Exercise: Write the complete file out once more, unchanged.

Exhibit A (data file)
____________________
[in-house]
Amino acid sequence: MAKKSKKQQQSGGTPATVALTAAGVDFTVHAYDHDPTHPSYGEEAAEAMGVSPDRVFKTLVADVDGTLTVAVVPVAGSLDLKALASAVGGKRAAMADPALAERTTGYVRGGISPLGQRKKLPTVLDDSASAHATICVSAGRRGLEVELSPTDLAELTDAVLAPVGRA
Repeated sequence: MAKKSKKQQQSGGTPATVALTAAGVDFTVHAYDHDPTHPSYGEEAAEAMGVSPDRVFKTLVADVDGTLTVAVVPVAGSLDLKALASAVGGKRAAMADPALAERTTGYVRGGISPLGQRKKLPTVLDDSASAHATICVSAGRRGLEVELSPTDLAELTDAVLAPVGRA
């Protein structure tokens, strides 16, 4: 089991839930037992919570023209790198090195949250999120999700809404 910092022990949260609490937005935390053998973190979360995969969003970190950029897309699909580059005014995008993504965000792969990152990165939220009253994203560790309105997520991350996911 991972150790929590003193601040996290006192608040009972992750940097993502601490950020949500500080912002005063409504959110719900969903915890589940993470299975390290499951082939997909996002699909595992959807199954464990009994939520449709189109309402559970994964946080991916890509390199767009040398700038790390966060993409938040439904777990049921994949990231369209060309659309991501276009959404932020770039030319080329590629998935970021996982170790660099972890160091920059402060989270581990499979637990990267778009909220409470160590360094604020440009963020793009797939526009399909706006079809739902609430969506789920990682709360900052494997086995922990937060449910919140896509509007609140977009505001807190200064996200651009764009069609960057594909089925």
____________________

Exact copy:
[in-house]
Amino acid sequence: MAKKSKKQQQSGGTPATVALTAAGVDFTVHAYDHDPTHPSYGEEAAEAMGVSPDRVFKTLVADVDGTLTVAVVPVAGSLDLKALASAVGGKRAAMADPALAERTTGYVRGGISPLGQRKKLPTVLDDSASAHATICVSAGRRGLEVELSPTDLAELTDAVLAPVGRA
Repeated sequence: MAKKSKKQQQSGGTPATVALTAAGVDFTVHAYDHDPTHPSYGEEAAEAMGVSPDRVFKTLVADVDGTLTVAVVPVAGSLDLKALASAVGGKRAAMADPALAERTTGYVRGGISPLGQRKKLPTVLDDSASAHATICVSAGRRGLEVELSPTDLAELTDAVLAPVGRA
């Protein structure tokens, strides 16, 4: 089991839930037992919570023209790198090195949250999120999700809404 910092022990949260609490937005935390053998973190979360995969969003970190950029897309699909580059005014995008993504965000792969990152990165939220009253994203560790309105997520991350996911 991972150790929590003193601040996290006192608040009972992750940097993502601490950020949500500080912002005063409504959110719900969903915890589940993470299975390290499951082939997909996002699909595992959807199954464990009994939520449709189109309402559970994964946080991916890509390199767009040398700038790390966060993409938040439904777990049921994949990231369209060309659309991501276009959404932020770039030319080329590629998935970021996982170790660099972890160091920059402060989270581990499979637990990267778009909220409470160590360094604020440009963020793009797939526009399909706006079809739902609430969506789920990682709360900052494997086995922990937060449910919140896509509007609140977009505001807190200064996200651009764009069609960057594909089925």